A crisis without end

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The Independent Online
THE violent passions that were unleashed by French fishermen in Brittany yesterday signal a deep-seated crisis in the French fishing sector. It shows every sign of deteriorating as the industry stumbles from one crisis to another. The French fishing fleet is in trouble because of a sharp deterioration in the fresh-fish market as more customers turn to cheaper alternatives such as chicken and pork.

The magnificent displays of seafood outside the finest Paris restaurants disguise what is in reality an industry in crisis. The financial problems of trawler owners and fish wholesalers are such that two out of three companies could go out of business this year, according to the French fishing press.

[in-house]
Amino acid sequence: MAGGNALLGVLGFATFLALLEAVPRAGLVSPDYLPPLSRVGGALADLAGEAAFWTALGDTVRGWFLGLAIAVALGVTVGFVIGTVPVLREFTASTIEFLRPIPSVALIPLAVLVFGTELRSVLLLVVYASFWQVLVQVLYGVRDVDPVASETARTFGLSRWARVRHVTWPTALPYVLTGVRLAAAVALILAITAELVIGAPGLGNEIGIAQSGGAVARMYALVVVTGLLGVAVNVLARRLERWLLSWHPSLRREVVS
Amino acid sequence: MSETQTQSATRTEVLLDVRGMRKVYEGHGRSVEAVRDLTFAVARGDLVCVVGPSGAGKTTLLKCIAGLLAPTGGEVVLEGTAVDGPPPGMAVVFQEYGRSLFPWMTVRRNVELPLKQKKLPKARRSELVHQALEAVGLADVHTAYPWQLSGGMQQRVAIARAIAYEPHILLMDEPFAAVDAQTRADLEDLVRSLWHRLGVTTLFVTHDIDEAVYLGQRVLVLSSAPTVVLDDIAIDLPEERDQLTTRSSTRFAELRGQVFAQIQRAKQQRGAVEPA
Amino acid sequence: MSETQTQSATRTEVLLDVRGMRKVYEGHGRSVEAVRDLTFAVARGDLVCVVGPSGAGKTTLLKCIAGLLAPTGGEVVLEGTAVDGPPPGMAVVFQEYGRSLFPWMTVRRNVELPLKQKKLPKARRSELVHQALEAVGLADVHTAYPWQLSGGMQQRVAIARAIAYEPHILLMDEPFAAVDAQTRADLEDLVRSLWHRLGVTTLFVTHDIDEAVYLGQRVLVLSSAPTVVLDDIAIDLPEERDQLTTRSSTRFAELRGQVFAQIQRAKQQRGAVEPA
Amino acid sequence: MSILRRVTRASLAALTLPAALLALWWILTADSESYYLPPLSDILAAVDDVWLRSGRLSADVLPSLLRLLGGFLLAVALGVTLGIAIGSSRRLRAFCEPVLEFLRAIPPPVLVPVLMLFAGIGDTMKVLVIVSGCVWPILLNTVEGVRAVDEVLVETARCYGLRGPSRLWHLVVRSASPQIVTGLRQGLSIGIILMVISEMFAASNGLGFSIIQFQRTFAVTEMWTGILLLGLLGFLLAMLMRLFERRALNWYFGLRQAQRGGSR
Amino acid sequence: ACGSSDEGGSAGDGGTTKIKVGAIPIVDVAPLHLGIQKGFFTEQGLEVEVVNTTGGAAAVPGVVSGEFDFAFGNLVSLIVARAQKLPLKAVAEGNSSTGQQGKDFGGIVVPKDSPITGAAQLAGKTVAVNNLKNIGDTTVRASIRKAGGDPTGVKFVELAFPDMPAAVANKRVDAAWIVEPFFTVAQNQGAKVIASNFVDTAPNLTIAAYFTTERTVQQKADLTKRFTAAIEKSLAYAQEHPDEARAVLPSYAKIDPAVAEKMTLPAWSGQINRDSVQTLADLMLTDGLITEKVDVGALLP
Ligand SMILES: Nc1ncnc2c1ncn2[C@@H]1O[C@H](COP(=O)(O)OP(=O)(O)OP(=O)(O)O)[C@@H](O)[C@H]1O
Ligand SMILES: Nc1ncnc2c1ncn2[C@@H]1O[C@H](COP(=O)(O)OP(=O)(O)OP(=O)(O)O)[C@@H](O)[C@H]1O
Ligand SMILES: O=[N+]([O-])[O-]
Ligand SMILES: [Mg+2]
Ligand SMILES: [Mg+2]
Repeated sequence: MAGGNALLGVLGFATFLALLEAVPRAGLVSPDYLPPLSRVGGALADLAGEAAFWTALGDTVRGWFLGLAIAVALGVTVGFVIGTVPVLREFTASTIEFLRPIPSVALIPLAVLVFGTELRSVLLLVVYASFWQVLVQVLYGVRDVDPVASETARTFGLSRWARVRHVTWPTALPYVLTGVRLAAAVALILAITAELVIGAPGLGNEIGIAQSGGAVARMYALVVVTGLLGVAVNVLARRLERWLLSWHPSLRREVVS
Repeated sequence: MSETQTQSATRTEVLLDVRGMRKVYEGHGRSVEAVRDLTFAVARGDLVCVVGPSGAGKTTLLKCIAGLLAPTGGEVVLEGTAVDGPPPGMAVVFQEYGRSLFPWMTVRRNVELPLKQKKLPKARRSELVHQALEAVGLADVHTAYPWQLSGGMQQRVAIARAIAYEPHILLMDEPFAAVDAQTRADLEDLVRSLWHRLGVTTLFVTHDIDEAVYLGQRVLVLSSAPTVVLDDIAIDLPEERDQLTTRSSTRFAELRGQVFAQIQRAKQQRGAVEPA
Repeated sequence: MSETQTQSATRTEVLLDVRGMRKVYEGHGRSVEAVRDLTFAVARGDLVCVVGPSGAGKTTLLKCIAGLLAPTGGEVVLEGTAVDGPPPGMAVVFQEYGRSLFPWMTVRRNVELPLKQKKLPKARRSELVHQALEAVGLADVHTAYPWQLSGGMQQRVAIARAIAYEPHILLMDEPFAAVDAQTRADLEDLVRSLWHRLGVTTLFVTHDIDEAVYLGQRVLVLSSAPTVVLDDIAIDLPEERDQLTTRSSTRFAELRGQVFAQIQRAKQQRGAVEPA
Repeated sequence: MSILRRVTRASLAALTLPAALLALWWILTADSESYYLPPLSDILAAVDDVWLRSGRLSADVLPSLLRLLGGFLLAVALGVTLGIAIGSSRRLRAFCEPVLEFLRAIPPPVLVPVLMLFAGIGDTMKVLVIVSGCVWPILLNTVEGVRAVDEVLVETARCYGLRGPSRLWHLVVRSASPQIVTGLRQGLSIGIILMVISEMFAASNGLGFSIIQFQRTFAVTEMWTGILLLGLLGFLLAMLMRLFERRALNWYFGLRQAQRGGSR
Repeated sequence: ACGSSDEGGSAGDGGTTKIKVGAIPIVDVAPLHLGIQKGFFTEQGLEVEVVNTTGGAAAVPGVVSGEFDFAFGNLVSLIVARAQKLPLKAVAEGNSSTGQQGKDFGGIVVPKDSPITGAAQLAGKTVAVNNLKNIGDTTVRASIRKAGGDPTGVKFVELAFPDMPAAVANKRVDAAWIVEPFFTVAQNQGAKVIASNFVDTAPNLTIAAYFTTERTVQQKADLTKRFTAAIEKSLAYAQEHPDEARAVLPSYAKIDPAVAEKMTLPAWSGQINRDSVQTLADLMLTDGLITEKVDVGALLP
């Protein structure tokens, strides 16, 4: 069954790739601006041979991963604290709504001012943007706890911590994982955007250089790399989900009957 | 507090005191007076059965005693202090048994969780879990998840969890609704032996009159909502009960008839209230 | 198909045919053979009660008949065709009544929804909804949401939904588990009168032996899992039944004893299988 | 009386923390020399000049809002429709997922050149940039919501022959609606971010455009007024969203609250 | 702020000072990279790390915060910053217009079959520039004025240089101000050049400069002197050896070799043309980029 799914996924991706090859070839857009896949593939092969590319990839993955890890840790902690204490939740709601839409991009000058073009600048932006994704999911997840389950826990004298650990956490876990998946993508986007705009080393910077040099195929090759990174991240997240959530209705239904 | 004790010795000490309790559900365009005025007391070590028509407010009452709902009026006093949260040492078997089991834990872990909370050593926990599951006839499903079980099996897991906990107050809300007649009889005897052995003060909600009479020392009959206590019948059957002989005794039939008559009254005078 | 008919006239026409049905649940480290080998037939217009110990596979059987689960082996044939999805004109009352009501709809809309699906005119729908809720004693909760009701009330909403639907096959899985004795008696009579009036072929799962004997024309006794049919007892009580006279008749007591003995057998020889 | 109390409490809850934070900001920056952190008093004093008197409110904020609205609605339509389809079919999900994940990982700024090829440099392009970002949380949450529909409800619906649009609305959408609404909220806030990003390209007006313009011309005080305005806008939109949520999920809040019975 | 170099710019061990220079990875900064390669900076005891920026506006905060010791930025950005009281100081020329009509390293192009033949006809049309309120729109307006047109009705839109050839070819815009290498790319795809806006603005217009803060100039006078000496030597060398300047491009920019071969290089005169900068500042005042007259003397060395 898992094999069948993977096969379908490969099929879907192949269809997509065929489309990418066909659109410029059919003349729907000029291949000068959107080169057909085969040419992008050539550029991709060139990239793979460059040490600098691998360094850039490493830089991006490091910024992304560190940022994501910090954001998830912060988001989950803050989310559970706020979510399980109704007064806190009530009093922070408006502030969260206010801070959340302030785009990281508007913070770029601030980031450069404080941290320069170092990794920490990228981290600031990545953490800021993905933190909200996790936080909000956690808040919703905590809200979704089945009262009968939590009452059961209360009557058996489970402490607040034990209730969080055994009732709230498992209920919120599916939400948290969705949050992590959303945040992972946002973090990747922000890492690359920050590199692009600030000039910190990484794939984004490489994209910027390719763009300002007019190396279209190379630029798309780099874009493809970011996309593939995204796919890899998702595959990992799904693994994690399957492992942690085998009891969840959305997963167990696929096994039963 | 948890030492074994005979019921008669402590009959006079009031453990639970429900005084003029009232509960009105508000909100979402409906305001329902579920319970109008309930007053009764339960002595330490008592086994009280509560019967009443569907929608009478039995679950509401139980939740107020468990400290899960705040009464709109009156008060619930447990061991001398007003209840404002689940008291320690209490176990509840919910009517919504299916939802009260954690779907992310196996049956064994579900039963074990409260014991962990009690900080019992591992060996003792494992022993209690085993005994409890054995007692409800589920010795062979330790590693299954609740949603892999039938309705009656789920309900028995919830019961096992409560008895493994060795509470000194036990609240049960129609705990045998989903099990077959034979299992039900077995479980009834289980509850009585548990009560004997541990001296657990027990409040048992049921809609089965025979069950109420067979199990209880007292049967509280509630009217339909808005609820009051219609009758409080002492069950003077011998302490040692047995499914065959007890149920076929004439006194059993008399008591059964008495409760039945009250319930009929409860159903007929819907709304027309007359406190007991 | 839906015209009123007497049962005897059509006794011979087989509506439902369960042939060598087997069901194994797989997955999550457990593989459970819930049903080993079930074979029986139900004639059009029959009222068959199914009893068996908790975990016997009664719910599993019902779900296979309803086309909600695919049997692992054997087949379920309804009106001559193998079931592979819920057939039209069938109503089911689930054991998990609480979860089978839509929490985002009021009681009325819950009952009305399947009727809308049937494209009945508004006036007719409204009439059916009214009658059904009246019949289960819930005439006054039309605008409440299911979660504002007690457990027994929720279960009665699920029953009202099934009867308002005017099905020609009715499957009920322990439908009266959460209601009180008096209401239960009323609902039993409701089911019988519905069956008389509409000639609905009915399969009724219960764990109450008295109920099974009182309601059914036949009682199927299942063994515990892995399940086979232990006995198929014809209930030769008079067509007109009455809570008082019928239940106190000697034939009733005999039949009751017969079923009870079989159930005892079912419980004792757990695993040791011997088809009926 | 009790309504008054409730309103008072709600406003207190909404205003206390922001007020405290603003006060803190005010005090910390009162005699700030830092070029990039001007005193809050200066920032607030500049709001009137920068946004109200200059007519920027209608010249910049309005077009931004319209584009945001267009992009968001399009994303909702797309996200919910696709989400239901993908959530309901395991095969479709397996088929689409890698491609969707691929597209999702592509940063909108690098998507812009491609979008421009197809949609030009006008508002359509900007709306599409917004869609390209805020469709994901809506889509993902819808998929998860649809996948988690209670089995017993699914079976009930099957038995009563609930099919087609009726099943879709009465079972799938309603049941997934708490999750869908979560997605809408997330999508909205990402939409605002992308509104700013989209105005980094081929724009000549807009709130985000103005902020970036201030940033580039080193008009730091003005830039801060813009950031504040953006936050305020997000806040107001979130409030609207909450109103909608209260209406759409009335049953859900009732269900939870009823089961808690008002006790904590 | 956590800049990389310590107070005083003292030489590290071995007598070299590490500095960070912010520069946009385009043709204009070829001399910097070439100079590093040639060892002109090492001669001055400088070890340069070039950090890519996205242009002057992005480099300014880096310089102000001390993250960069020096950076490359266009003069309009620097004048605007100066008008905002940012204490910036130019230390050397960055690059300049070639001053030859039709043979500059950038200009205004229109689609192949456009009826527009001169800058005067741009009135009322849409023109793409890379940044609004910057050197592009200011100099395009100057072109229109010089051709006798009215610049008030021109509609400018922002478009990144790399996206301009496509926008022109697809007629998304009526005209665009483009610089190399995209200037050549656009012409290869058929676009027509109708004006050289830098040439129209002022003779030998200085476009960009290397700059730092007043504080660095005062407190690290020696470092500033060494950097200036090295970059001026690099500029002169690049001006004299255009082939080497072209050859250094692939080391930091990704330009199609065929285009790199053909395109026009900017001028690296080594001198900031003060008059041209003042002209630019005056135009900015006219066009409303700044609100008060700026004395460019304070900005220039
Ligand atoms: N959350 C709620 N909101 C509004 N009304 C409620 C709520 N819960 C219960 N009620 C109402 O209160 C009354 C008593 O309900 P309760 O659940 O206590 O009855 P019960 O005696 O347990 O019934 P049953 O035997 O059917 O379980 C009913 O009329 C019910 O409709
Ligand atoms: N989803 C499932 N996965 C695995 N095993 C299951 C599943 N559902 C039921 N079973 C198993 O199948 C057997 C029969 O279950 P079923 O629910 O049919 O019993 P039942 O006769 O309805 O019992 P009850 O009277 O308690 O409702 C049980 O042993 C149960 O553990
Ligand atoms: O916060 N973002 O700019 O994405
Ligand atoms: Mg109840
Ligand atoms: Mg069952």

The main difficulty is falling demand brought on by the recession. Cheaper imports from Russia and other East European countries, entering under terms of ever more liberal trade deals, make the prospects for an improvement look slim. Another problem is the glut of farmed fish, mostly Norwegian salmon, which has come to the European market. All this combines to drive down the price of wild fish caught by trawlers by up to 30 per cent.

Much of the French fishing fleet is going through the terminal decline that affected the British fleet in the 1980s. One difference however, is that the country's mostly Breton fishermen have a long tradition of violently taking to the streets to drive home their demands.

Government measures agreed to on Wednesday to help the industry have been dismissed as inadequate by the thousands of young fishermen who clashed violently with police in Rennes yesterday. The Prime Minister, Edouard Balladur, blamed cheap foreign imports for the fishermen's problems and promised to provide more help for increase fish prices, guarantees for fishermen's incomes and aid for stricken trawler owners.